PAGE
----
"Insecticide use usually kills the natural enemies of pests and weakens the biocontrol services that they provide," said Professor Kongming Wu at the Chinese Academy of Agricultural Sciences in Beijing, who led the research team. "Transgenic crops reduce insecticide use and promote the population increase of natural enemies. Therefore, we think that this is a general principle."

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Alzheimer's Gene Found to Affect Women Over Men

from the San Francisco Chronicle

A gene that's been known for two decades as the largest inheritable risk for developing Alzheimer's disease mostly affects the brains of women, not men, according to a team of researchers from Stanford and UCSF.

The gene variant known as APOE4 is the most common genetic risk factor for Alzheimer's - only about 15 percent of people carry the gene, but it's found in more than half of all Alzheimer's patients.

The variant was first connected to Alzheimer's in 1993, but doctors and scientists for the most part have been unaware of any gender differences, despite early studies that showed an increased risk for women with the gene.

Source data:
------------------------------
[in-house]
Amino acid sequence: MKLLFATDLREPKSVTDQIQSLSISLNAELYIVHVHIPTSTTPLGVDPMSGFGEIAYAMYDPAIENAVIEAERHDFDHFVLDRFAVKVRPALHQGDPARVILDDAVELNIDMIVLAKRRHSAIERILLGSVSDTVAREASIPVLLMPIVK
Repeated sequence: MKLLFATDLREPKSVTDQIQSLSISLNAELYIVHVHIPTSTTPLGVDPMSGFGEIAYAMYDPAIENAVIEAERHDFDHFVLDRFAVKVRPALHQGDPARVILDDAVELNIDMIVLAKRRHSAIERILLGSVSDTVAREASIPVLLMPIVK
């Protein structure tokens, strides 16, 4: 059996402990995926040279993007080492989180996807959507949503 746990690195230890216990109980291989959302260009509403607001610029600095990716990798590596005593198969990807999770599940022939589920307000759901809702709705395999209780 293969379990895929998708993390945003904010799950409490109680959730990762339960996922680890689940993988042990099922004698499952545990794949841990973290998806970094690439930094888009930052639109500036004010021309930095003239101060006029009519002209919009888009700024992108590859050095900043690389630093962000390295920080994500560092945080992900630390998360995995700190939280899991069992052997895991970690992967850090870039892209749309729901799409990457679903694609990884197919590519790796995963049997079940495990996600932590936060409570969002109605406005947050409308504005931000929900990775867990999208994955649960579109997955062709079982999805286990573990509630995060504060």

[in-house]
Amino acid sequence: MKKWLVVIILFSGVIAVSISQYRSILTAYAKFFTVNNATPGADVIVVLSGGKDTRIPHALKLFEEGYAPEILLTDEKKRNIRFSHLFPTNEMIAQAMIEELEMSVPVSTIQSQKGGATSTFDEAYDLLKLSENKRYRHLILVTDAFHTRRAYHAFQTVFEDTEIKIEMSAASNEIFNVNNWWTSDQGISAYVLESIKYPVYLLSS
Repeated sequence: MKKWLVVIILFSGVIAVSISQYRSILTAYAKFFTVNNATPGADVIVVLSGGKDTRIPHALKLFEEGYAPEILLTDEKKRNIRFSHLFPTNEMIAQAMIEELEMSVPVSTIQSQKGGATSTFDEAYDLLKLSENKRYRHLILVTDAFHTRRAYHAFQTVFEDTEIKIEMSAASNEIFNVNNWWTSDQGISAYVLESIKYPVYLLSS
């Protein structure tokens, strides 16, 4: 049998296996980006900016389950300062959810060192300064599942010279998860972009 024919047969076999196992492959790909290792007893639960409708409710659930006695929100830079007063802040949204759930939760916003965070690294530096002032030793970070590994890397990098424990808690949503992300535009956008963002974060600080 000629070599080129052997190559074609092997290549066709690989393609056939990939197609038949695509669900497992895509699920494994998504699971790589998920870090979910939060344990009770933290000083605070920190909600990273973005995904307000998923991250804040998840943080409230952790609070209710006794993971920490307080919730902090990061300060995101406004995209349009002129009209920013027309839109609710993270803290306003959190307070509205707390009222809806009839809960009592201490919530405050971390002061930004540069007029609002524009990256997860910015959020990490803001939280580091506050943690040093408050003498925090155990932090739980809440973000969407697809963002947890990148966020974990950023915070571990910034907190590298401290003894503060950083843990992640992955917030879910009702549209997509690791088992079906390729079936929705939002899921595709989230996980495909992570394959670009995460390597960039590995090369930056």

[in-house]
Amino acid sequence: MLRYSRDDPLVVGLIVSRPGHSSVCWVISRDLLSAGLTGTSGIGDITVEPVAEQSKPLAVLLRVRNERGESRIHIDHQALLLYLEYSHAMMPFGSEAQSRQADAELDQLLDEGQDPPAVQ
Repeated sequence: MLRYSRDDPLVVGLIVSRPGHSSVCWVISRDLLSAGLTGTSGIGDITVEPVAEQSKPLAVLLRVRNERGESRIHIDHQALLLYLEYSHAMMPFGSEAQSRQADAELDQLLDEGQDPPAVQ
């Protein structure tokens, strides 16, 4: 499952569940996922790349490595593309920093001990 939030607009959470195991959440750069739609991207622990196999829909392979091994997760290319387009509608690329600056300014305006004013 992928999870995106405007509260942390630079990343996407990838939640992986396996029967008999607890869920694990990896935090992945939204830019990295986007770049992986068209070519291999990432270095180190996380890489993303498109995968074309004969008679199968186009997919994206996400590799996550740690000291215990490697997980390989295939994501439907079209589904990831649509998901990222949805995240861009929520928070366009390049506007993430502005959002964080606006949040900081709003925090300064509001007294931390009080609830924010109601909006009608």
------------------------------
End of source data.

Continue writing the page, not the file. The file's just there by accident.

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Bonobos Join Chimps as Closest Human Relatives

from ScienceNOW Daily News

Chimpanzees now have to share the distinction of being our closest living relative in the animal kingdom. An international team of researchers has sequenced the genome of the bonobo for the first time, confirming that it shares the same percentage of its DNA with us as chimps do. The team also found some small but tantalizing differences in the genomes of the three species--differences that may explain how bonobos and chimpanzees don't look or act like us even though we share about 99% of our DNA.

"We're so closely related genetically, yet our behavior is so different," says team member and computational biologist Janet Kelso of the Max Planck Institute for Evolutionary Anthropology in Leipzig, Germany. "This will allow us to look for the genetic basis of what makes modern humans different from both bonobos and chimpanzees."

Ever since researchers sequenced the chimp genome in 2005, they have known that humans share about 99% of our DNA with chimpanzees, making them our closest living relatives. But there are actually two species of chimpanzees that are this closely related to humans: bonobos (Pan paniscus) and the common chimpanzee (Pan troglodytes). This has prompted researchers to speculate whether the ancestor of humans, chimpanzees, and bonobos looked and acted more like a bonobo, a chimpanzee, or something else--and how all three species have evolved differently since the ancestor of humans split with the common ancestor of bonobos and chimps between 5 million and 7 million years ago in Africa.